Oversight board wants San Diego jail staff to be scanned for drugs
If people being detained in San Diego County jails are dying of drug overdoses, the solution seems simple to Paul Parker.
Parker, the executive officer of the Citizens Law Enforcement Review Board, knows what will work.
"As far as contractors, and employees and county employees (go), (there should be) at minimum search, pat down, metal detector — something to make sure that people that are being to be introduced into a facility, no matter who, they are somehow scanned," he said.
Recently the Board of Supervisors voted to support buying a new body scanner for $200,000 but Joel Anderson, Supervisor Dist. 2, did have questions for sheriff Anthony Ray.
Right now only people detained, in custody or inmates go through the scanner.
"If deaths continue because of illegal drugs in our jail system if there's any research that we’re thinking in terms of (building) a case of why we should be scanning or not scanning?" Anderson said adding that pilots and flight attendants get scanned before they get on flights just like their passengers.
"Over the last five years we’ve had absolutely no proof," Ray said in his response to Anderson. "No concrete evidence, no cases sustained of anybody bringing narcotics in, so we’re focusing the resources we have right now on where we know that drugs are coming in, there’s two major ways, one is through the mail — and we have scanning and search procedures there — and the other is through body portage or carrying it through body cavities,"
Ray is open to figuring out a way to also search his staff but officials would have to work with the union.
But Parker said the department already rejected one easy thing that could help, one that doesn’t involve searching staff.
"The incarcerated person go through the scanners upon entering a facility after having left it," Parker said. "Not just upon booking, but when they go to court, when they go to medical — go back through a body scanner ... when they’re reintroduced to a facility, and the department said no."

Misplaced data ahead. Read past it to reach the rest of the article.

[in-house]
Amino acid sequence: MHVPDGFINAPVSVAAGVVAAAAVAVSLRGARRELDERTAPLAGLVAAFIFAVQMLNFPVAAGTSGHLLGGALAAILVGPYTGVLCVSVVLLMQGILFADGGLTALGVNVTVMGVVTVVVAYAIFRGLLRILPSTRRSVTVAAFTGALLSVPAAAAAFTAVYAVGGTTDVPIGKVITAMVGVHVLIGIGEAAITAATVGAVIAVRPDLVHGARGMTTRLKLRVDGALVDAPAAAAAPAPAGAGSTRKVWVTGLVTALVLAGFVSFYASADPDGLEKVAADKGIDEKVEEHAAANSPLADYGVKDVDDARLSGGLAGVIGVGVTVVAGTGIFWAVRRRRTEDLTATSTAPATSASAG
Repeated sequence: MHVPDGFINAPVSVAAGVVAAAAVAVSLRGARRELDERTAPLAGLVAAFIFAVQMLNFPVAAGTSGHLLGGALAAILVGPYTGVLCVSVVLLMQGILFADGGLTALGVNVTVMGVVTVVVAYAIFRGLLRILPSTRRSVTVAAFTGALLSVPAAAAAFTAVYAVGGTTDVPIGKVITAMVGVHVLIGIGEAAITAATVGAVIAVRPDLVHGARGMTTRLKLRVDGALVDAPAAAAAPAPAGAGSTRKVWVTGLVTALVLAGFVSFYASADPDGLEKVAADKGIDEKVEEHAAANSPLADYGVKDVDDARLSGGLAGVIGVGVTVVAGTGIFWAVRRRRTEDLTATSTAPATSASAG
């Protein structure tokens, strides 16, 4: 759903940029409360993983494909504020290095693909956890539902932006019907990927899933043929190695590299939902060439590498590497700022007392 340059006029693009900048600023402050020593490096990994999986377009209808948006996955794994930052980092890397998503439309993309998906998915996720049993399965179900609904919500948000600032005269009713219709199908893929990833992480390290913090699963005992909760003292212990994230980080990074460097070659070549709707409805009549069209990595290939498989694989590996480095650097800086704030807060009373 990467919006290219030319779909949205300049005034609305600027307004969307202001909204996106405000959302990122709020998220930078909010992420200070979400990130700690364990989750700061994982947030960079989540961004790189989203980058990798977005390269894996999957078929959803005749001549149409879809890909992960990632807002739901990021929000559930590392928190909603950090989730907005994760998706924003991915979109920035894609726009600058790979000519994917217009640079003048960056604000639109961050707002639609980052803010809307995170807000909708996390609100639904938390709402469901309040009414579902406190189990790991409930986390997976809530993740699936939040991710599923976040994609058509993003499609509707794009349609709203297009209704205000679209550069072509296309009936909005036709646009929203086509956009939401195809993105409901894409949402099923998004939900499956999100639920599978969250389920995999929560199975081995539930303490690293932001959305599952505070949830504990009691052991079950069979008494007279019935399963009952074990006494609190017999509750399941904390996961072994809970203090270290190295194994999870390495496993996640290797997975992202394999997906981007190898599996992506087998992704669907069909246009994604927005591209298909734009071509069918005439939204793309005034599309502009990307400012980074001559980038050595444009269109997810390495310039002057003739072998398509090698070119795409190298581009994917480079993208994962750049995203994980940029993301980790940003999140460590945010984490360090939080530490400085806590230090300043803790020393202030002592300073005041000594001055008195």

Parker said the department did allow drug-sniffing dogs to check everyone including their staff.
But he says the recommendations are not just for people in custody, they’re also for the safety of their own staff. Often times people under the influence in the jails pose a threat to deputies.
"Deputies get hurt doing that job just about everyday, it’s a thankless job, it’s a dangerous job," Parker said.
Sixteen people have died so far this year in San Diego County jails.
Eighteen died last year, which was considered the deadliest year in over two decades.
"At any point any one of us, any one of your listeners or viewers, right now, could wind up in a county jail tonight," Parker said. "They could be accused of something that they did not do, they could be arrested and charged with something that ultimately they’re not convicted of, the majority of folks in county jail who are dying are not convicted or sentenced or sentenced to anything. So, I think we need to remember that these are not throw-away people."
A recent report showed that San Diego County jails had the highest rate of overdose deaths in the state based on population.
The San Diego Sheriff's Department sent KPBS the following statement:
The San Diego Sheriff’s Department operates under a data driven evidence-based philosophy. Our evidence shows that illicit drugs are being brought into the jails by our incarcerated population.
Due to staffing, we do not currently have the ability to search every staff member who comes into the facility, as this would cause unmanageable operational delays. As supported by current data and evidence, we will continue to direct our resources towards the interception of drugs being brought into the jails by our incarcerated population.
— San Diego County Sheriff’s Department